It is against these touchstones of international relations that we need to gauge the contretemps we are witnessing about the ongoing multilateral naval exercises in the Bay of Bengal.Palmerston's words, as note earlier in the piece were:
A little reflection showed that given India’s position astride the shipping lanes of the Indian Ocean, which has 100,000 ships transiting through annually, it made sense for those who depended on these arteries of commerce to know and befriend the sole regional blue water navy. The US is finding to its discomfort that while it can try to set agendas world-wide, it is spread too thin to effectively implement them everywhere. So it is no doubt in quest of “partners”.
Have we shown inadequate concern about China’s sensitivities? We have held naval exercises with the PLA (navy) on many occasions, but at their insistence these have remained confined only to basic manoeuvres. Moreover, the Chinese continuously look over their shoulders to ensure that they balance the IN with the Pakistan Navy. Talk of China feeling “encircled” is nothing but dialectic disinformation; we have no presence whatsoever in the Pacific. At the same time, India is in the middle of the Indian Ocean, and that is where China has implemented its “string of pearls” strategy by creating right around us what are best described as “weapon-client states”: Bangladesh, Myanmar, Sri Lanka, Saudi Arabia, Iran and Pakistan. In this context, Gwadar, situated at the mouth of the Persian Gulf, is probably the first in a chain of ports that China is developing in our neighbourhood, and which could provide future facilities to its ships and missile-carrying nuclear submarines.
Why do we need to cooperate with navies of other democracies? The Indian Ocean’s vast reaches are full of security hazards, and we face the full gamut of low intensity threats from piracy and hijacking to trafficking in arms and human beings, and smuggling of WMDs. We need to remind ourselves that in June 1999, alert Indian customs officers in Kandla port had discovered a North Korean ship carrying a clandestine cargo of missile components from Pyongyang to Karachi. No navy can undertake all these tasks single-handed, and it appears sensible to make common cause with other like-minded nations. The tsunami disaster relief and Lebanon refugee evacuation operations clearly showed us the huge benefits of being able to talk, work alongside and operate seamlessly with other navies; or have the ability to be “interoperable”.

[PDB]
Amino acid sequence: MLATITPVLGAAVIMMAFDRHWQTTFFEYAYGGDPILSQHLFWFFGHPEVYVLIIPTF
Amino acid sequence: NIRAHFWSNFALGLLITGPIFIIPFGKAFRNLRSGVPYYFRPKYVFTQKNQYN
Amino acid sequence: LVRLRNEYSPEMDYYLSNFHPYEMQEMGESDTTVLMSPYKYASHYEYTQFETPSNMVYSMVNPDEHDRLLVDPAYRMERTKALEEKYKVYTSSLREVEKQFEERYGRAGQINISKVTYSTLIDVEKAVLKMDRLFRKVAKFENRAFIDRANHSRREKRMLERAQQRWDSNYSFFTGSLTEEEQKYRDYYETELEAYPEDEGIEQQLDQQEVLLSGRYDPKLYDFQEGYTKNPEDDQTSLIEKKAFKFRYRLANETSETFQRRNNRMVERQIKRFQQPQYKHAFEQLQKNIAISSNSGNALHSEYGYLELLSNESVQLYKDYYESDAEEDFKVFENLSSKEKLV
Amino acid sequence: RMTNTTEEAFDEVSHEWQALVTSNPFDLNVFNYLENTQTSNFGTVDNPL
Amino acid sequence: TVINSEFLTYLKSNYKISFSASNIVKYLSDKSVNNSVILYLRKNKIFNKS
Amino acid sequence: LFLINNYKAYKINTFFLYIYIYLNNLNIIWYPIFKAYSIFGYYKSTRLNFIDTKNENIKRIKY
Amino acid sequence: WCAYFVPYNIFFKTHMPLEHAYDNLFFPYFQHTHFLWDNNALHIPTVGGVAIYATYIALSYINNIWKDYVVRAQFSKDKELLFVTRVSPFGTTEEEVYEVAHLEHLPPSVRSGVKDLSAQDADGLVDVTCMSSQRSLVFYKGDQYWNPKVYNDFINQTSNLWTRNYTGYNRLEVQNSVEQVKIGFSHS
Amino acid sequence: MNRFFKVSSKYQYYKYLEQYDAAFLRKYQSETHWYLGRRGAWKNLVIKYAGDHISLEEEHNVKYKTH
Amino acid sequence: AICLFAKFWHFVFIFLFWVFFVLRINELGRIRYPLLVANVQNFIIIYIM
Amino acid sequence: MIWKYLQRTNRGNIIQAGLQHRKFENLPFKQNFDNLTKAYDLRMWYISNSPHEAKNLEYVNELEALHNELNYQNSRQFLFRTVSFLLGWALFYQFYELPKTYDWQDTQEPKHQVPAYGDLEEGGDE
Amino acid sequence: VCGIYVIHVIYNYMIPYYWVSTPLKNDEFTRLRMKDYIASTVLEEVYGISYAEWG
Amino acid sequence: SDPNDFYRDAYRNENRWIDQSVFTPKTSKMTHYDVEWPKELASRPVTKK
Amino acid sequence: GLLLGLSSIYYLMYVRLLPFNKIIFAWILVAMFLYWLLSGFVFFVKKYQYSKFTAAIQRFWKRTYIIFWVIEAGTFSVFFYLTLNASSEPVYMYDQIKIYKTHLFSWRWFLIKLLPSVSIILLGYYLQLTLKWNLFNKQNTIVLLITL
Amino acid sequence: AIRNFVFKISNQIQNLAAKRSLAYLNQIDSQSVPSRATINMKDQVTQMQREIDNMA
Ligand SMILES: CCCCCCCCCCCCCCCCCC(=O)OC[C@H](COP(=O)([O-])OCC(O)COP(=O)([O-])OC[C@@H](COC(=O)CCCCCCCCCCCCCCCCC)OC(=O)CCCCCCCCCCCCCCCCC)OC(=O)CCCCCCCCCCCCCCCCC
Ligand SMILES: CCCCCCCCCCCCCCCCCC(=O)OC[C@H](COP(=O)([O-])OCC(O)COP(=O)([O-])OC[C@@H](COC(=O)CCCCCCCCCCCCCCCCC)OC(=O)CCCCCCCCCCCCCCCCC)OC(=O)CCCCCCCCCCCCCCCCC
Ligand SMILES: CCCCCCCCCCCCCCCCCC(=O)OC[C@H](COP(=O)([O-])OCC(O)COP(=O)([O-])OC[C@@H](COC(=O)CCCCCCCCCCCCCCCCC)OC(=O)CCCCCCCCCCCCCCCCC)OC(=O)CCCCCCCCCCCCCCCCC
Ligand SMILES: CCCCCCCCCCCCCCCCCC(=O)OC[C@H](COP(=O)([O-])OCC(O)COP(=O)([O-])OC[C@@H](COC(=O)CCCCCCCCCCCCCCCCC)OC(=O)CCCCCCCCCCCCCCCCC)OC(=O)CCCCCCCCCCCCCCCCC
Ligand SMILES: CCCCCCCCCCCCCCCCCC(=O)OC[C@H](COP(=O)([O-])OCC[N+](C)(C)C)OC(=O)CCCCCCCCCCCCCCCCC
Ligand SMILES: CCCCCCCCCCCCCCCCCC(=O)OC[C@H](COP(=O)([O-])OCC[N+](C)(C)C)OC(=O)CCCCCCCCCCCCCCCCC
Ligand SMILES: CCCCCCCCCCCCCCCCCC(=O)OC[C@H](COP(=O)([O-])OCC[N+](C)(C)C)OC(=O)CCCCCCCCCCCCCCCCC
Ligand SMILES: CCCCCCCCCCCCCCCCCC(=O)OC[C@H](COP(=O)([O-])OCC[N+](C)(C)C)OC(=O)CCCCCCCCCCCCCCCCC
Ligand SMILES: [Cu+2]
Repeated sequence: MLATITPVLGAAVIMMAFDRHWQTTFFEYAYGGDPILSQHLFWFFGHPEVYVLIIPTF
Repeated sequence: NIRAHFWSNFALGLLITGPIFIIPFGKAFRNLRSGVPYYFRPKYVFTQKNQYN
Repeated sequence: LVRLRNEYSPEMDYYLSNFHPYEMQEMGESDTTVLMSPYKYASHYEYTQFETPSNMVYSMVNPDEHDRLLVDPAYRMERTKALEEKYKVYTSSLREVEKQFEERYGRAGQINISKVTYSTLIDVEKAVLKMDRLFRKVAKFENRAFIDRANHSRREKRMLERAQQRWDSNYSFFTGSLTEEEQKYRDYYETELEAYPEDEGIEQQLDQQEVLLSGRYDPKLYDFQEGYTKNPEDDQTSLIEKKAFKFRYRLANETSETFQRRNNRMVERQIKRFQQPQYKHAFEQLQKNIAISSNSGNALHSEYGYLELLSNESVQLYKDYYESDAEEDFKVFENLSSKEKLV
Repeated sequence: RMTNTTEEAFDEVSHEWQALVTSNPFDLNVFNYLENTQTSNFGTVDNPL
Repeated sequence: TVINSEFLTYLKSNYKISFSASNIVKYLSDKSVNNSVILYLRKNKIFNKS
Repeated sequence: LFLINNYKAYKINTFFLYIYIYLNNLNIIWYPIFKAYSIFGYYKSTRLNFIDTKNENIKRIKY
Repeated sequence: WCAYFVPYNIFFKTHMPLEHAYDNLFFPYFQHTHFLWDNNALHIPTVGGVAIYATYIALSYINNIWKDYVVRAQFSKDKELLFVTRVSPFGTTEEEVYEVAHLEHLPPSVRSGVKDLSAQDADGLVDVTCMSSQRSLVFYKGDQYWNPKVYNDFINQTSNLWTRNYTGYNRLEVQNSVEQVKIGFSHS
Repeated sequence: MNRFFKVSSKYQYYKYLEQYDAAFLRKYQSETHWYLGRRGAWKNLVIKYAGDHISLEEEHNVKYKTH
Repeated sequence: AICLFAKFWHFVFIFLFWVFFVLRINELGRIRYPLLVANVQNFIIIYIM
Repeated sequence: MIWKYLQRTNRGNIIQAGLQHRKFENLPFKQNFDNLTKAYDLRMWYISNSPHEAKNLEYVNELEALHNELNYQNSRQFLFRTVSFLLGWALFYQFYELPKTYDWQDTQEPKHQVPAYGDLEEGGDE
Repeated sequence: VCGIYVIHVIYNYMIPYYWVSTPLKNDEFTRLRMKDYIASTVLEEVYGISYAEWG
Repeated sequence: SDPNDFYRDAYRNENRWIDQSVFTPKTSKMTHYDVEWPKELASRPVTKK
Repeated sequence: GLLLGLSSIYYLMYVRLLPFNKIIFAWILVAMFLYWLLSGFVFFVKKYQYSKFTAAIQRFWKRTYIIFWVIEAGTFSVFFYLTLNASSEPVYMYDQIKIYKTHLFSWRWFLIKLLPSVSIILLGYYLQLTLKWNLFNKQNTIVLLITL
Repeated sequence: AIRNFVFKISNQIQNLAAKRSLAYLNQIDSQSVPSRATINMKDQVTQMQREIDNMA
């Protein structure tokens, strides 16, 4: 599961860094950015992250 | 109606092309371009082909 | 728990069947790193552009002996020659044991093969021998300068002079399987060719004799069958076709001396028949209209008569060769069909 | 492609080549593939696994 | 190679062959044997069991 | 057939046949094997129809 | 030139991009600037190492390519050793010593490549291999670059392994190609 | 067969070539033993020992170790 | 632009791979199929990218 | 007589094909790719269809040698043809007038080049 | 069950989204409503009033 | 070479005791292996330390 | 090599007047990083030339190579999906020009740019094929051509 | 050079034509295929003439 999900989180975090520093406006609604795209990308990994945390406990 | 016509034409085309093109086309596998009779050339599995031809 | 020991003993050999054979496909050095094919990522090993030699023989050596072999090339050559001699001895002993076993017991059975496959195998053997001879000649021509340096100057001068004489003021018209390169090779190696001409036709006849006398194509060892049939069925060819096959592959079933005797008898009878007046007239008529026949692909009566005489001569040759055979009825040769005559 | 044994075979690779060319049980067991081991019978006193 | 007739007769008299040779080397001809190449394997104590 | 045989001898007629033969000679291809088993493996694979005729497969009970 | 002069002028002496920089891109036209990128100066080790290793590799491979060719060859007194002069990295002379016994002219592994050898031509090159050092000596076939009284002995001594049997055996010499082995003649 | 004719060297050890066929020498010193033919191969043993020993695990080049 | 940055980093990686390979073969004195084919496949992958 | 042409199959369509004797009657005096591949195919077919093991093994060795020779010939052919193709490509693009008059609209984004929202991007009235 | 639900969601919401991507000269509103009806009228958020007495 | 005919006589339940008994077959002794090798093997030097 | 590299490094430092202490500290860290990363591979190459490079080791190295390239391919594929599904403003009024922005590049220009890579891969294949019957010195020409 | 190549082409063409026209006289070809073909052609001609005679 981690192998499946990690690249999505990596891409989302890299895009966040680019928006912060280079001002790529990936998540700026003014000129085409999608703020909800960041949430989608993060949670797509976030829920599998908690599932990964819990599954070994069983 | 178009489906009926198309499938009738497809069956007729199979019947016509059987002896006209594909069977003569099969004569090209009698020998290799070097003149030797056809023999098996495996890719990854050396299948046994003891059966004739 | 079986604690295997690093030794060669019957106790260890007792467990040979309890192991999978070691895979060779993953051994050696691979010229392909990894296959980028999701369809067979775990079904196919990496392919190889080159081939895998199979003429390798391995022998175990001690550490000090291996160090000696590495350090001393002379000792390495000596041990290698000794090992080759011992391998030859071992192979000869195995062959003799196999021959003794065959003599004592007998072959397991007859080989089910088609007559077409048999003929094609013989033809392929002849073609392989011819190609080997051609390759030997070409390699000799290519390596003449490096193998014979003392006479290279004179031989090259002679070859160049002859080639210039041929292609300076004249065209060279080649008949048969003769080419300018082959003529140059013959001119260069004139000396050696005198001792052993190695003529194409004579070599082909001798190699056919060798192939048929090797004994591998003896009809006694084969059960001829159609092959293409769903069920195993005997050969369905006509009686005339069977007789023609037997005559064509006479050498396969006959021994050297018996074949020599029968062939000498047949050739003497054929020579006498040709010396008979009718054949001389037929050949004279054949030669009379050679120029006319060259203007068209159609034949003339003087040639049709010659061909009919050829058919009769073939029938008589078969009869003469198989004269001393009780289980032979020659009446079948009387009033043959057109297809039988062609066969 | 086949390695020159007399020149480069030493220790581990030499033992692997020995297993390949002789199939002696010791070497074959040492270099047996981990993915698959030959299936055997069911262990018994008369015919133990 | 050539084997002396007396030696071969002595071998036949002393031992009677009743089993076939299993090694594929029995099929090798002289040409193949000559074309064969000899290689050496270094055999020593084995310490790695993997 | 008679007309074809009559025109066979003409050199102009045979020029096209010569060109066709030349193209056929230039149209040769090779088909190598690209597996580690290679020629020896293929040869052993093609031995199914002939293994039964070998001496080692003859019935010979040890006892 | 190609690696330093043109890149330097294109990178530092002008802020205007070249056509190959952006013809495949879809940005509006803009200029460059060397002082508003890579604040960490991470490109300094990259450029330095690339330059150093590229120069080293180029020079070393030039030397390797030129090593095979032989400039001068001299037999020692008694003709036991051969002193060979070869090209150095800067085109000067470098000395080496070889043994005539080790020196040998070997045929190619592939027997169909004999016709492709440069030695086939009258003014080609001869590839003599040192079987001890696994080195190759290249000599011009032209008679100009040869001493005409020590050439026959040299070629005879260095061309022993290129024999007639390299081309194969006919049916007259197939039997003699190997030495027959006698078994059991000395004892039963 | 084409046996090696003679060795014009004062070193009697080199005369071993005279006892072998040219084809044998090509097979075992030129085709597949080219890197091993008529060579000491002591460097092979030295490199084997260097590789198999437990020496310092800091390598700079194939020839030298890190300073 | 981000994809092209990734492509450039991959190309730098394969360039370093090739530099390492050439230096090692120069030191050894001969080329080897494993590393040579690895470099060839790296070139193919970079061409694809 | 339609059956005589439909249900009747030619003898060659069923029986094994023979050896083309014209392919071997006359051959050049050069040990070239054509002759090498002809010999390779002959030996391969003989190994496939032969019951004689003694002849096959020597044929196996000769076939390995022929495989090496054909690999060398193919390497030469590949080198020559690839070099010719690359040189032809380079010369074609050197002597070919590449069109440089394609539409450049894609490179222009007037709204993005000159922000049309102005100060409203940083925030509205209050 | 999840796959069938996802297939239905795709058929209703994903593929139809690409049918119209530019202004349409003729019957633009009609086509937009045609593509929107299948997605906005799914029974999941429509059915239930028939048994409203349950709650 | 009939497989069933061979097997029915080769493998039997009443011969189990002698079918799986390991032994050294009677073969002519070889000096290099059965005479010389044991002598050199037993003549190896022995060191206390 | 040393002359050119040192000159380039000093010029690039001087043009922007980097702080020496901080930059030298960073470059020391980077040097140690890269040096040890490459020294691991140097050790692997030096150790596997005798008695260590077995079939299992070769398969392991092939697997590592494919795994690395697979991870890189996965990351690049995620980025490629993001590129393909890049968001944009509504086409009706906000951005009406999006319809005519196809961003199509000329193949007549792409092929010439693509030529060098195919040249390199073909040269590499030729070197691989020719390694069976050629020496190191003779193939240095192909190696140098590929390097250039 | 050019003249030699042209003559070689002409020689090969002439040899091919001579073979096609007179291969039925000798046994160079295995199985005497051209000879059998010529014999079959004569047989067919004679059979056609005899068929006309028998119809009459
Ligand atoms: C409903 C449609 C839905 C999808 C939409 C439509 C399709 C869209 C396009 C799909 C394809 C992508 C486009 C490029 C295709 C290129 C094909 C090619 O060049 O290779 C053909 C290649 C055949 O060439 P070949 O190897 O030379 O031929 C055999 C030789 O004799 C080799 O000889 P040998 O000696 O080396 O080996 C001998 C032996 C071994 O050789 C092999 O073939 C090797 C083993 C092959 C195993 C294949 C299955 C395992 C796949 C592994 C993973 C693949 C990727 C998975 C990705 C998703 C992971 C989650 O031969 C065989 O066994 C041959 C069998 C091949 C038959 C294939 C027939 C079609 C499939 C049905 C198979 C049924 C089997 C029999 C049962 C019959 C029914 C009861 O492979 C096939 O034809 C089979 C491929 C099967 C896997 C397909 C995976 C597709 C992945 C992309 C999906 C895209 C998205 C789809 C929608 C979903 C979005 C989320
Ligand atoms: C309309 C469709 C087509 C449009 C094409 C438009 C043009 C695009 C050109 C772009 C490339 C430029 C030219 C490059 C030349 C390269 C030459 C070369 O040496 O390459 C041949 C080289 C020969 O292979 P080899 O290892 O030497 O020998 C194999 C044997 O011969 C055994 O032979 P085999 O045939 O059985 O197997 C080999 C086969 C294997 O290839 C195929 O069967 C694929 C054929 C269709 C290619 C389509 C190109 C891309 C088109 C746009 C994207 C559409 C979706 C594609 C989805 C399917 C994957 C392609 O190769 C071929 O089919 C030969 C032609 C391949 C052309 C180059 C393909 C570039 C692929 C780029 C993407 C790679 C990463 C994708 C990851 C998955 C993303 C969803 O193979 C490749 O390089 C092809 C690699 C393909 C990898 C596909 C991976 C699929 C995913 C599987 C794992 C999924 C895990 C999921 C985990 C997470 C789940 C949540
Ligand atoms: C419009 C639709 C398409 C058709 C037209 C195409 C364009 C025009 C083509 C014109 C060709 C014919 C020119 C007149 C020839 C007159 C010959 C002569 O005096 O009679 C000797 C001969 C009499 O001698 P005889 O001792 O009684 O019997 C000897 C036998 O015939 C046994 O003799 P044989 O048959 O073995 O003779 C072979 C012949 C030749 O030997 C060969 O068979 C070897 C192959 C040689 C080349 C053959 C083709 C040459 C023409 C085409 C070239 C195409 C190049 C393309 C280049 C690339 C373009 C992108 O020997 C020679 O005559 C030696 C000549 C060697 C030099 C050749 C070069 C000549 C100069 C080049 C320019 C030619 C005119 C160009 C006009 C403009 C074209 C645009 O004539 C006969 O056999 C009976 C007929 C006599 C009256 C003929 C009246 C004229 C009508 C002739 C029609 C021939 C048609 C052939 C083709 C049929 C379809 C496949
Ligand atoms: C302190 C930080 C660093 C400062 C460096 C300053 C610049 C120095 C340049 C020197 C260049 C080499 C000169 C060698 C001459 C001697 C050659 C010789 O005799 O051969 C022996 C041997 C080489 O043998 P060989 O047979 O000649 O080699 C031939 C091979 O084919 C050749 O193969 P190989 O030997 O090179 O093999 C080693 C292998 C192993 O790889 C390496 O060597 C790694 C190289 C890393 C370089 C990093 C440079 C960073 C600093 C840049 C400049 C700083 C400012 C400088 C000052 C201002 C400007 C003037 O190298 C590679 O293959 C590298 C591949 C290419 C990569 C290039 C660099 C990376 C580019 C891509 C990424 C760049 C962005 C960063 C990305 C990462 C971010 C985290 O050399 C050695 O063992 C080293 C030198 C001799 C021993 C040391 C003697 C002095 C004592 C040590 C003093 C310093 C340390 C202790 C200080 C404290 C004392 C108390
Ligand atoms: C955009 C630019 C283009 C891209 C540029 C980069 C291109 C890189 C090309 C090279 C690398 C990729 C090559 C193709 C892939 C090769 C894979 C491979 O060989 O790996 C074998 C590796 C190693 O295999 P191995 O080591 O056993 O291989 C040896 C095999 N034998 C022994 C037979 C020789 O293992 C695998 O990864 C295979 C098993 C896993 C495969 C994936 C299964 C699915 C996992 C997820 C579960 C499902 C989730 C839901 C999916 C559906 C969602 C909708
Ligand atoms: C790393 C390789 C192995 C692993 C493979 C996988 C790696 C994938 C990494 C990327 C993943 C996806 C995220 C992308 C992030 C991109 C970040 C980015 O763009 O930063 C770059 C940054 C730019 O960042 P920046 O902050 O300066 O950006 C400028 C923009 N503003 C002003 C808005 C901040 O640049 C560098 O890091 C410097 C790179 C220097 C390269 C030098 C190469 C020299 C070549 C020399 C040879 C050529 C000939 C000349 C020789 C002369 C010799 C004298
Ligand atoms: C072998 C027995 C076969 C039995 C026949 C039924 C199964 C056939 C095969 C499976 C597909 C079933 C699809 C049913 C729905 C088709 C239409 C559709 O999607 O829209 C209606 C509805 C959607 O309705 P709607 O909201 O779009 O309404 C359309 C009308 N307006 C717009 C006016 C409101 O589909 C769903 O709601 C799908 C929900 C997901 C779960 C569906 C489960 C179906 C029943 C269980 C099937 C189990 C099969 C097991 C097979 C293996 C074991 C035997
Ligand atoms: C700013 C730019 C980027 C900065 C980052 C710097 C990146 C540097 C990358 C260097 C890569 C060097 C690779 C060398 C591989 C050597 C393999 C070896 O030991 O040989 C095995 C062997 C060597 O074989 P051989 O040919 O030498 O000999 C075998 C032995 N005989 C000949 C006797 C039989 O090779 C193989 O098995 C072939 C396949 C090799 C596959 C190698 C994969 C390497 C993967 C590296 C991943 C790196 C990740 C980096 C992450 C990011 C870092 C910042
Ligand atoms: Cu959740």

Burgeoning Sino-Indian trade is a welcome development for the future of bilateral relations, but we must not allow this aspect alone to lull us into complacency. To all those who get dreamy-eyed about the future of Sino-Indian relations, I would pose just one question. Where in the annals of international relations can one find a precedent for one nation handing over to another not just the designs and expertise, but also actual hardware relating to nuclear weapons and a family of ballistic missiles? And here I hark back to the post-war McMahon Act which was used by the Americans to deny atomic secrets to their Anglo-Saxon cousins, the British.
The Chinese are not even distant cousins of the Pakistanis; so there must be a compelling reason for this nexus which has forced India to divert scarce resources, and substantially checkmated her developmental plans. Till we unravel this conundrum, and as long as Indians resident in Arunachal Pradesh are termed “Chinese citizens”, it would be prudent to remember Palmerston’s words and hedge our bets.
“nations have no permanent friends or allies, but only permanent interests”Interests such as sea lines of communication.